Piston named head of cell biology and physiology

David W. Piston, PhD, has been named the new head of the Department of Cell Biology and Physiology at Washington University School of Medicine in St. Louis.


The appointment, which will begin Jan. 1, 2015, was announced by Larry J. Shapiro, MD, executive vice chancellor for medical affairs and dean of the School of Medicine.

“David originally trained as a physicist, and he’s used that experience to open remarkable new windows into basic and clinical biology, both for his own research and for other scientists,” Shapiro said. “His cross-disciplinary roots and established record of innovation and collaboration make him an ideal leader for the Department of Cell Biology and Physiology.”

Piston, who comes from Vanderbilt University, is renowned for his groundbreaking work with fluorescent imaging techniques, which use lasers, glowing molecular tags and other tools to measure and monitor biological processes in cell cultures and in living organisms. Much of his research focuses on the complex relationship among diabetes, blood glucose and the secretion of pancreatic hormones.

He recently began the study of the production of glucagon, a pancreatic hormone that raises blood sugar levels. Severe diabetes is treated with insulin, which lowers blood sugar levels. Piston believes a better understanding of how the antagonistic relationship between glucagon and insulin works will help scientists develop improved treatments for diabetes.

Piston said he plans to encourage cross-disciplinary research in the cell biology and physiology department.

“I hope to leverage expertise from engineering, mathematics, physics and chemistry to address important biomedical questions from a cell biology and physiology perspective,” he said.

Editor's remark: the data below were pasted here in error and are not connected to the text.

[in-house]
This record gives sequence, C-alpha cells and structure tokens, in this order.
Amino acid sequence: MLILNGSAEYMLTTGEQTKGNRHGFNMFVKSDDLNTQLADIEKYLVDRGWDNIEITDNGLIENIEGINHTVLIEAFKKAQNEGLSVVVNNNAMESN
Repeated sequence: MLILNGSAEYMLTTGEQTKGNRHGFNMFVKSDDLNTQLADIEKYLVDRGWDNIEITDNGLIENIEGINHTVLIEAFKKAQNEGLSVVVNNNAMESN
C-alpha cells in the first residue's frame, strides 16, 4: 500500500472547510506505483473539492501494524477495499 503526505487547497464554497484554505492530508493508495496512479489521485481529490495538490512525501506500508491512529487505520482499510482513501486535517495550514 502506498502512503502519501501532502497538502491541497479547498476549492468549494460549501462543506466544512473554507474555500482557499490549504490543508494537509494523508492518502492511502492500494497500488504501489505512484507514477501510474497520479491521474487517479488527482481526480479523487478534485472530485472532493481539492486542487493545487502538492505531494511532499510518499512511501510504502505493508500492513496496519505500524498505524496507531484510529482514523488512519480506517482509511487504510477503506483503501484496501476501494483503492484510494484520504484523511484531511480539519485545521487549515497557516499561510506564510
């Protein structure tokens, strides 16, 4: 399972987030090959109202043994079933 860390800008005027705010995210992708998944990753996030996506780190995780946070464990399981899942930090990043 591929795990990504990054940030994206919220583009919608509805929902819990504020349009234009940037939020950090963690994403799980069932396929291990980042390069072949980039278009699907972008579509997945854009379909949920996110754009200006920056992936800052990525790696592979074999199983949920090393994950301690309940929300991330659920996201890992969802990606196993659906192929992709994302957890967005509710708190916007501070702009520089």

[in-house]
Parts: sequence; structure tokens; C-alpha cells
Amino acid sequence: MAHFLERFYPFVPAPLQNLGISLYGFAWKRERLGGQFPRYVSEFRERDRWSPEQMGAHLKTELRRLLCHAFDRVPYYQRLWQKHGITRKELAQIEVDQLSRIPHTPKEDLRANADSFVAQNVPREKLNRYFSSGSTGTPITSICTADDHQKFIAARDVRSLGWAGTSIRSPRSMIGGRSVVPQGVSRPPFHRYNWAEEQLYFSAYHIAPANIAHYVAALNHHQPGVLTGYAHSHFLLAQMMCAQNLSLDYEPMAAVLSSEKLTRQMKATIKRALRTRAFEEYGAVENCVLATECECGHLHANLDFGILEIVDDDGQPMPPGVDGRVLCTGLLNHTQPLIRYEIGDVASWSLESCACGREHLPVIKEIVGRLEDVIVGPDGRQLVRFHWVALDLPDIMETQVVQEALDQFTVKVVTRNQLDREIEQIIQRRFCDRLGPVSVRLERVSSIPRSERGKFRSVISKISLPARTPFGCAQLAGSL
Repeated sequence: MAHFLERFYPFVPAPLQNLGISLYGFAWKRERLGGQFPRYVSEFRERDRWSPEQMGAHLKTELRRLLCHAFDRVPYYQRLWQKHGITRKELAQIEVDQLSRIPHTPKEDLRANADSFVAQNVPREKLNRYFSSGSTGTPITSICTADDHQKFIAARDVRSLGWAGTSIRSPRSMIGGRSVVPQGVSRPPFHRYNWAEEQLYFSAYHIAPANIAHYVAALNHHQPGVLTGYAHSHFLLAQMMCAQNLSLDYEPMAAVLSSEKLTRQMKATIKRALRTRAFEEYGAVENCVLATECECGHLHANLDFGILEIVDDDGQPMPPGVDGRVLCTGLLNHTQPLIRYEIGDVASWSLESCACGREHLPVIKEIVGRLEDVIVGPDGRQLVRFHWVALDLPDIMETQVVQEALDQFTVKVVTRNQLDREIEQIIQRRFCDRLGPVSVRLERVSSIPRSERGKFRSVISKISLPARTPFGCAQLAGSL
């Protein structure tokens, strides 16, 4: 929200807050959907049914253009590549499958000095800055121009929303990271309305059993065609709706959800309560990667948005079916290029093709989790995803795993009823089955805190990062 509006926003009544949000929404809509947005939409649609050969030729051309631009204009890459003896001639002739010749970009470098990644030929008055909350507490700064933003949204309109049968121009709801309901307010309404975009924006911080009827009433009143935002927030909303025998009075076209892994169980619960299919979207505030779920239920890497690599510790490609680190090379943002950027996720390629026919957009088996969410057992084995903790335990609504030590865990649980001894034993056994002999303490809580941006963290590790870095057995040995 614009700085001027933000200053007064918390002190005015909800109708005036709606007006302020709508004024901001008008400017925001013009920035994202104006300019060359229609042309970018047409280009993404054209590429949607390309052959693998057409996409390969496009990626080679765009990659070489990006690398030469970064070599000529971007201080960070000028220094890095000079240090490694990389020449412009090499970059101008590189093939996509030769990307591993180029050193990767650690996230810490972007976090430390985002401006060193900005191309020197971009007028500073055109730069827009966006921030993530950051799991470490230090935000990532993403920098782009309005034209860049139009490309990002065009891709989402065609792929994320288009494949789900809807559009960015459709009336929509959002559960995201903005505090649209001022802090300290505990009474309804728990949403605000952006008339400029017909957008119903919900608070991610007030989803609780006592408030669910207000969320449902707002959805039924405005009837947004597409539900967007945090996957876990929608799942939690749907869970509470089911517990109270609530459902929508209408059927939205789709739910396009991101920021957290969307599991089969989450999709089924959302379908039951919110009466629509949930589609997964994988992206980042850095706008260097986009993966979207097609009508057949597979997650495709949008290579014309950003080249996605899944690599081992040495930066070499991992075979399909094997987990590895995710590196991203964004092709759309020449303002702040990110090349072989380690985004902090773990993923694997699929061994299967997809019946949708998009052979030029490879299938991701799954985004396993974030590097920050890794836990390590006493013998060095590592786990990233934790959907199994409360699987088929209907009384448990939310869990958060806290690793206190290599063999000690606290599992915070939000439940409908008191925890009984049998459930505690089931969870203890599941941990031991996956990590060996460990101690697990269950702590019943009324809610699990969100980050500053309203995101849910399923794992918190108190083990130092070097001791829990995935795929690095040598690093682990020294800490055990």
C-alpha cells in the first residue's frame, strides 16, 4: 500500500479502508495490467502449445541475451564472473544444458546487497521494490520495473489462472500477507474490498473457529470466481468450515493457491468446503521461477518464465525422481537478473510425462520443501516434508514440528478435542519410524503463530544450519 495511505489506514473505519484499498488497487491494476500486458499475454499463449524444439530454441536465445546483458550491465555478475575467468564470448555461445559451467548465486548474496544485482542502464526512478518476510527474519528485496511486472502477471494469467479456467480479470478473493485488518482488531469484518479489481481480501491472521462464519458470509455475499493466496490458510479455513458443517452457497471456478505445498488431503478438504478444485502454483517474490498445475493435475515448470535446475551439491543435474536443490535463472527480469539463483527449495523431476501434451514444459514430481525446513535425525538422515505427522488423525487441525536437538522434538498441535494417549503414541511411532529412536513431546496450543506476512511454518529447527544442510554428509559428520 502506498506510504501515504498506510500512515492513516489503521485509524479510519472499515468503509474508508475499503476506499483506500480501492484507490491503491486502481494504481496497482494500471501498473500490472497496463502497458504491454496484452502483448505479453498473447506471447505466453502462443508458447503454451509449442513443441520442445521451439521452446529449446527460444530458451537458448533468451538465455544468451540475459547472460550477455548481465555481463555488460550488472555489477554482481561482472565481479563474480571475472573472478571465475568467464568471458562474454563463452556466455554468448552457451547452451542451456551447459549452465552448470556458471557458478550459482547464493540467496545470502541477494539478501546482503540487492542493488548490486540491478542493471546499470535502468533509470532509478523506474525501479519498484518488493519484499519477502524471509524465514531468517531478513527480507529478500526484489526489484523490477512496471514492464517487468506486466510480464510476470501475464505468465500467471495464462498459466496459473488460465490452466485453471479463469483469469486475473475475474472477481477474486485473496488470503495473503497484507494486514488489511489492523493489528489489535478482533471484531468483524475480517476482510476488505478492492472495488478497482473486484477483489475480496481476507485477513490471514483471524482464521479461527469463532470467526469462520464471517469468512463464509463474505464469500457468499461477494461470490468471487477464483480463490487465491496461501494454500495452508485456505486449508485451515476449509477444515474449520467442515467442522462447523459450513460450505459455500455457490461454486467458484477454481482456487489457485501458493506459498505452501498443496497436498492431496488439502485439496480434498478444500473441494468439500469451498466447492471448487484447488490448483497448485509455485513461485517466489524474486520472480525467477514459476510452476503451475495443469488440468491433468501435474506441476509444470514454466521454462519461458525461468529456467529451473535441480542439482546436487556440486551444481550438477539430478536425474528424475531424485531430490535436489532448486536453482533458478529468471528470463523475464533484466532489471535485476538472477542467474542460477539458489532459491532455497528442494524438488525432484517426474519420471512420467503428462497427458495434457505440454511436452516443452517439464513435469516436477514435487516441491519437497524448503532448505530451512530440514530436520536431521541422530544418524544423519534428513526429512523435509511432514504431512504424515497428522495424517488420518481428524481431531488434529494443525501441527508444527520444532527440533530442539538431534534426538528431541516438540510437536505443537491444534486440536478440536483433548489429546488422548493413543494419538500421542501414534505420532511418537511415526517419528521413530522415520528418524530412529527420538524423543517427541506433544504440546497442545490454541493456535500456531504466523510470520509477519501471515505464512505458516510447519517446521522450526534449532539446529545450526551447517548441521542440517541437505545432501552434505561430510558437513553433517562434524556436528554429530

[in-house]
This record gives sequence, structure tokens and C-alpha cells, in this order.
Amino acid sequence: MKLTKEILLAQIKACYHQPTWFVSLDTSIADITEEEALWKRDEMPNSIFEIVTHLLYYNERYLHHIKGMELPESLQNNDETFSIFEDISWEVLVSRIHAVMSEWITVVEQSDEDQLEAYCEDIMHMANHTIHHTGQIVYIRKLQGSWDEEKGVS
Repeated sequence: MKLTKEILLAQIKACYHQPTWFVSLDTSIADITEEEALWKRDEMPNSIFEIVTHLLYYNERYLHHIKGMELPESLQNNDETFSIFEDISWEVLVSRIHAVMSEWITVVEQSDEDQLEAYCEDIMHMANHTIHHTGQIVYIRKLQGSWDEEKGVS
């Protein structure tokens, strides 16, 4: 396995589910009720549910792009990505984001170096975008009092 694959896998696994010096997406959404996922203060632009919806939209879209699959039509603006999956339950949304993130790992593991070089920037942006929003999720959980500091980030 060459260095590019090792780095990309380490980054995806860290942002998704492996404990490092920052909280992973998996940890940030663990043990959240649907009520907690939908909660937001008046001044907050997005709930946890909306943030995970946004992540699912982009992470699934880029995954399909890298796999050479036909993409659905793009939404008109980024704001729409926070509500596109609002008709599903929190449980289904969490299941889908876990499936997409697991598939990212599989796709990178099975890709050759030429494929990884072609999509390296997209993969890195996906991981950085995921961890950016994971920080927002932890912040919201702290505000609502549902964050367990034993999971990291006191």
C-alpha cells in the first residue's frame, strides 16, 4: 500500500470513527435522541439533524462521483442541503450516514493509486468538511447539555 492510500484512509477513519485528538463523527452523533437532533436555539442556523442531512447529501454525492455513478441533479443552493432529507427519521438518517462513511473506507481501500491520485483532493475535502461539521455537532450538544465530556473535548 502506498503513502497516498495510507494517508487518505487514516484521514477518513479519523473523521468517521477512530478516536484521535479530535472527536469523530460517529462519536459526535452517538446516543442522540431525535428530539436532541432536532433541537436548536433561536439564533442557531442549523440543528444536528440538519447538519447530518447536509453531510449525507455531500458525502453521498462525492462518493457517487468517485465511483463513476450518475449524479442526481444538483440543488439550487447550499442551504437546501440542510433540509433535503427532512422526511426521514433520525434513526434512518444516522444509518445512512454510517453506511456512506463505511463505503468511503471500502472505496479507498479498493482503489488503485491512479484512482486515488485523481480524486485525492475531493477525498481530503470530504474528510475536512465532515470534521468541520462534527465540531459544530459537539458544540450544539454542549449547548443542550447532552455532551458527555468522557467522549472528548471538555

Piston earned his PhD in physics at the University of Illinois in 1989 and completed a postdoctoral fellowship in biophysics at Cornell University.

He currently is the Louise B. McGavock Chair and professor of the Department of Molecular Physiology and Biophysics at Vanderbilt University. He also is a professor of physics and of chemical and biomedical engineering and director of the Biophotonics Institute at Vanderbilt.

Piston is a fellow of the American Physical Society. His past honors have included the Woodrow W. Patterson Award and the Stanley Cohen Award, both from Vanderbilt University; an Arnold and Mabel Beckman Foundation Young Investigator Award; and a Nikon Fellowship at Woods Hole Laboratory.

Washington University School of Medicine’s 2,100 employed and volunteer faculty physicians also are the medical staff of Barnes-Jewish and St. Louis Children’s hospitals. The School of Medicine is one of the leading medical research, teaching and patient-care institutions in the nation, currently ranked sixth in the nation by U.S. News & World Report. Through its affiliations with Barnes-Jewish and St. Louis Children’s hospitals, the School of Medicine is linked to BJC HealthCare.